Thursday, August 25, 2016

Maryland Weekly Fishing Report - August 24, 2016


By: Keith Lockwood

All creatures big and small felt a welcomed relief Monday when temperatures and humidity dropped after a line of thunderstorms moved through the region Sunday. Water temperatures in the bay have dropped as much as 4 degrees in the past 24 hours and freshwater areas are seeing the same relief. Yesterday rivers and lakes could be seen steaming in the early morning chill. Hopefully this is the beginning of the hot and humid weather loosening its grip on the Maryland landscape. 

The upper bay region is providing plenty of good fishing for striped bass from the Rock Hall area south to the Bay Bridge. There continues to be consistent chumming action at Swan Point, the channel edges at Love Point and the main channel edges outside the mouth of the Magothy River south to Sandy Point Light. There are plenty of spot to be found in the shallower waters and live lining spot has taken the forefront as the most popular and productive method to catch a nice grade of striped bass. There are bluefish in the upper bay also cutting through chum slicks and chasing schools of bait on the surface with small striped bass. 

Trolling small spoons, bucktails and surge tube lures behind planers and inline weights has been a good option for those not wishing to chum or live line. The 30' channel edges are the place to be as well as near breaking fish. Umbrella rigs have also been popular items to troll.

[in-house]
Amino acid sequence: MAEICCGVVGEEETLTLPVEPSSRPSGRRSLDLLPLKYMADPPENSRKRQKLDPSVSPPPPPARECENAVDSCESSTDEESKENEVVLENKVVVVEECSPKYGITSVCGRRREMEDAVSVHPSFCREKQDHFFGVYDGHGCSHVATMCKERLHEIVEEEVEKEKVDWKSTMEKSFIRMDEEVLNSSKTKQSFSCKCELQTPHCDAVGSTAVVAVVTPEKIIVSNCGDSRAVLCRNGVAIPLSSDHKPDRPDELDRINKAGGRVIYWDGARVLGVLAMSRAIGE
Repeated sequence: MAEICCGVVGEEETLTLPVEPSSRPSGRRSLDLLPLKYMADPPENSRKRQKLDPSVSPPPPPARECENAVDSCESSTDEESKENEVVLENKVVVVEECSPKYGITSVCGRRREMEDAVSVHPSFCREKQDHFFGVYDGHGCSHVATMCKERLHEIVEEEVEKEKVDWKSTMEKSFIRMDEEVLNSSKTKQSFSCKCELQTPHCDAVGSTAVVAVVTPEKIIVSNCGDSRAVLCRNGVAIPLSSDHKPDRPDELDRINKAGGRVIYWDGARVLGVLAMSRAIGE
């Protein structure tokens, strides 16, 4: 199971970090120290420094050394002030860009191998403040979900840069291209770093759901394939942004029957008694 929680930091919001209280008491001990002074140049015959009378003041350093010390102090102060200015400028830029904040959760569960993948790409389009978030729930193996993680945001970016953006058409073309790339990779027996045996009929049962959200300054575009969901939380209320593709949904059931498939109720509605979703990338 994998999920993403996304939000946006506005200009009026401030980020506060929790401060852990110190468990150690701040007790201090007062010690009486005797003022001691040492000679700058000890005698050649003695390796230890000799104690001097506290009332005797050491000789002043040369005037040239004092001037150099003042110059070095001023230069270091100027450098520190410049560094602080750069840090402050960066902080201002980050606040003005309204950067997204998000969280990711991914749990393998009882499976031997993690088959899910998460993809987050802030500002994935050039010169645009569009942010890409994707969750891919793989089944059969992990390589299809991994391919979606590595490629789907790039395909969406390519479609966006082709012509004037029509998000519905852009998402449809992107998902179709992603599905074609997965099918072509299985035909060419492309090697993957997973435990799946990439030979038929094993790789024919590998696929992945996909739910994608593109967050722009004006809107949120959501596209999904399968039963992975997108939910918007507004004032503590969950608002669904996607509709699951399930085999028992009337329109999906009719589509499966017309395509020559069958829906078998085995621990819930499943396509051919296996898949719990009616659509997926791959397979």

Fishing for white perch has been good along shoreline structure in the mornings and evenings should improve with cooler water temperatures. Fishing deeper with bottom rigs baited with bloodworms over hard-bottomed shoal and reef areas in the bay and channel edges in the tidal rivers has been productive during brighter daylight hours. A simple sinker rig with two dropper flies or small jigs can also be very effective when fishing deeper waters. 

The Bay Bridge piers and rock piles continue to hold striped bass that are providing good fishing for those live lining spot or jigging with bucktails. A mix of spot, croaker and white perch can be found in the shallower areas near the bridge piers. 

Below the Bay Bridge boats have been anchoring up along the 30' channel edge from Dolly's Lump south to Chesapeake Beach and to a lesser extent along Brick House Bar south to Buoy 83. Just about all are live lining spot but a few are chumming with menhaden or razor clams. 

Breaking fish are being encountered throughout the middle bay region this week on a regular basis. The surface action is often a mix of small striped bass, bluefish and Spanish mackerel chasing bay anchovies. Most of the striped bass are in the 14" to 16" size range but every once in a while a school of striped bass in the mid 20's will be encountered. In addition, a trick known to many is to jig underneath the surface action where larger striped may be lurking. Trolling is a good option with small spoons or surge tube lures behind planers and inline weights. It pays to place at least one large spoon out in a trolling spread for a chance at some catch and release action with the large red drum in the region. 

Photo courtesy of Ted Macknovitz

Bottom fishing for white perch on oyster bottom has been good in the lower sections of the tidal rivers and spot and croaker can also be part of the mix in 20' of water or more. Bloodworms are the preferred bait for white perch and spot and peeler crab will work well for croakers.